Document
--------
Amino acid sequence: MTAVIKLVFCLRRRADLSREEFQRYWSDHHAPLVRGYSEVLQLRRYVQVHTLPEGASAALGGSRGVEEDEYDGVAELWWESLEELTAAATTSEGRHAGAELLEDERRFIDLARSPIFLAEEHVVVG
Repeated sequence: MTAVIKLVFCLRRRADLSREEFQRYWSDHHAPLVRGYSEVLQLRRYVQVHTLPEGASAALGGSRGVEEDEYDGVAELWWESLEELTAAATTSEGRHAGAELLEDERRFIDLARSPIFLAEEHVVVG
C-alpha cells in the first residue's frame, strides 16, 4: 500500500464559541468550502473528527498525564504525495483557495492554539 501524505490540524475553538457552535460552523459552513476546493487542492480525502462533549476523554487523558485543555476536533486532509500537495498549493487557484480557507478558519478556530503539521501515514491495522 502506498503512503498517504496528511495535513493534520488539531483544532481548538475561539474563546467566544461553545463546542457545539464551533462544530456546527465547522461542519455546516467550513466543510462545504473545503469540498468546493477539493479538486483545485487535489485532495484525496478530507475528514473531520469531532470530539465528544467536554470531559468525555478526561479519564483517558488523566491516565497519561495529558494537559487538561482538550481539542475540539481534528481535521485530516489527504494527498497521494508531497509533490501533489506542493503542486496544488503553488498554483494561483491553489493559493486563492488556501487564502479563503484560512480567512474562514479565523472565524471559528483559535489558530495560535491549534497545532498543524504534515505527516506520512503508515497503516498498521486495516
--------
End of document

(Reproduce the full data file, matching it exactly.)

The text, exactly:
Amino acid sequence: MTAVIKLVFCLRRRADLSREEFQRYWSDHHAPLVRGYSEVLQLRRYVQVHTLPEGASAALGGSRGVEEDEYDGVAELWWESLEELTAAATTSEGRHAGAELLEDERRFIDLARSPIFLAEEHVVVG
Repeated sequence: MTAVIKLVFCLRRRADLSREEFQRYWSDHHAPLVRGYSEVLQLRRYVQVHTLPEGASAALGGSRGVEEDEYDGVAELWWESLEELTAAATTSEGRHAGAELLEDERRFIDLARSPIFLAEEHVVVG
C-alpha cells in the first residue's frame, strides 16, 4: 500500500464559541468550502473528527498525564504525495483557495492554539 501524505490540524475553538457552535460552523459552513476546493487542492480525502462533549476523554487523558485543555476536533486532509500537495498549493487557484480557507478558519478556530503539521501515514491495522 502506498503512503498517504496528511495535513493534520488539531483544532481548538475561539474563546467566544461553545463546542457545539464551533462544530456546527465547522461542519455546516467550513466543510462545504473545503469540498468546493477539493479538486483545485487535489485532495484525496478530507475528514473531520469531532470530539465528544467536554470531559468525555478526561479519564483517558488523566491516565497519561495529558494537559487538561482538550481539542475540539481534528481535521485530516489527504494527498497521494508531497509533490501533489506542493503542486496544488503553488498554483494561483491553489493559493486563492488556501487564502479563503484560512480567512474562514479565523472565524471559528483559535489558530495560535491549534497545532498543524504534515505527516506520512503508515497503516498498521486495516